NOTE: THE SPECIAL CHARACTERS IN THIS ABSTRACT CANNOT BE DISPLAYED CORRECTLY ON THIS PAGE. PLEASE REFER TO THE ABSTRACT ON THE PUBLISHER'S WEBSITE FOR AN ACCURATE DISPLAY. We have identified two Saccharomyces cerevisiae genes that, in high copy, confer resistance to Kluyveromyces lactis zymocin, an inhibitor that blocks cells in the G1 phase of the cell cycle prior to budding and DNA replication. One gene (GRX3) encodes a glutaredoxin and is likely to act at the level of zymocin entry into sensitive cells, while the other encodes Sap155p, one of a family of four related proteins that function positively and interdependently with the Sit4p protein phosphatase. Increased SAP155 dosage protects cells by influencing the sensitivity of the intracellular target and is unique among the four SAP genes in conferring zymocin resistance in high copy, but is antagonized by high-copy SAP185 or SAP190. Since cells lacking SIT4 or deleted for both SAP185 and SAP190 are also zymocin resistant, our data support a model whereby high-copy SAP155 promotes resistance by competition with the endogenous levels of SAP185 and SAP190 expression. Zymocin sensitivity therefore requires a Sap185p/Sap190p-dependent function of Sit4p protein phosphatase. Mutations affecting the RNA polymerase II Elongator complex also confer K. lactis zymocin resistance. Since sit4 and SAP-deficient strains share in common several other phenotypes associated with Elongator mutants, Elongator function may be a Sit4p-dependent process.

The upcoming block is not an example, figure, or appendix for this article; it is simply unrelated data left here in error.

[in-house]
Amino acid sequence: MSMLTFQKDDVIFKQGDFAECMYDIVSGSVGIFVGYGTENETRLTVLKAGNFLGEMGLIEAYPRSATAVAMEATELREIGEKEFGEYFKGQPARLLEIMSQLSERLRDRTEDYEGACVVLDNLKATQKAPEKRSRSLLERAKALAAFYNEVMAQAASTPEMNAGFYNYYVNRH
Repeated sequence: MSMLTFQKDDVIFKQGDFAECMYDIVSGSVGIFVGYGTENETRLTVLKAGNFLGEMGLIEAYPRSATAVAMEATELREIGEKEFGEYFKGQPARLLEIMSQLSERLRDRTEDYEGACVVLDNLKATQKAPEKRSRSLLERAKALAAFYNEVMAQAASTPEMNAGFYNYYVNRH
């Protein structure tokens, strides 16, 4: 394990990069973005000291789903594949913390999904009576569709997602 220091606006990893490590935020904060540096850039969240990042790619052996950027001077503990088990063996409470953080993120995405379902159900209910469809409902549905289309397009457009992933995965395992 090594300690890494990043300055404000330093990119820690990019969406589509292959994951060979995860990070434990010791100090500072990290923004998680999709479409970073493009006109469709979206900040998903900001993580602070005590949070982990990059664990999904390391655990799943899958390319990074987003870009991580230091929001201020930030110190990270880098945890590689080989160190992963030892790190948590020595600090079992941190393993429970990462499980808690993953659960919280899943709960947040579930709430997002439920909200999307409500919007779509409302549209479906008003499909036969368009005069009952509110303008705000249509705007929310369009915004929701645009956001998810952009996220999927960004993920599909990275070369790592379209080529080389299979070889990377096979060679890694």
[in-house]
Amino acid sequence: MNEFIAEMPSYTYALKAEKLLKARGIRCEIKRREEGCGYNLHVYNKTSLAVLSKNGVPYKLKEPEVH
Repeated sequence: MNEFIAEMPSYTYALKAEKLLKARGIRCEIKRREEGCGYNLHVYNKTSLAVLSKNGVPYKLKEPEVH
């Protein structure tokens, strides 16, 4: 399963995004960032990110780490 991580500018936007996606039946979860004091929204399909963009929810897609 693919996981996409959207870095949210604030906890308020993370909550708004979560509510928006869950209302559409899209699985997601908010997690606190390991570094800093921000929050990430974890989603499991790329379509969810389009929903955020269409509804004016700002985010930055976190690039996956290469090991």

|Number of pages||11|
|Publication status||Published - Dec 2001|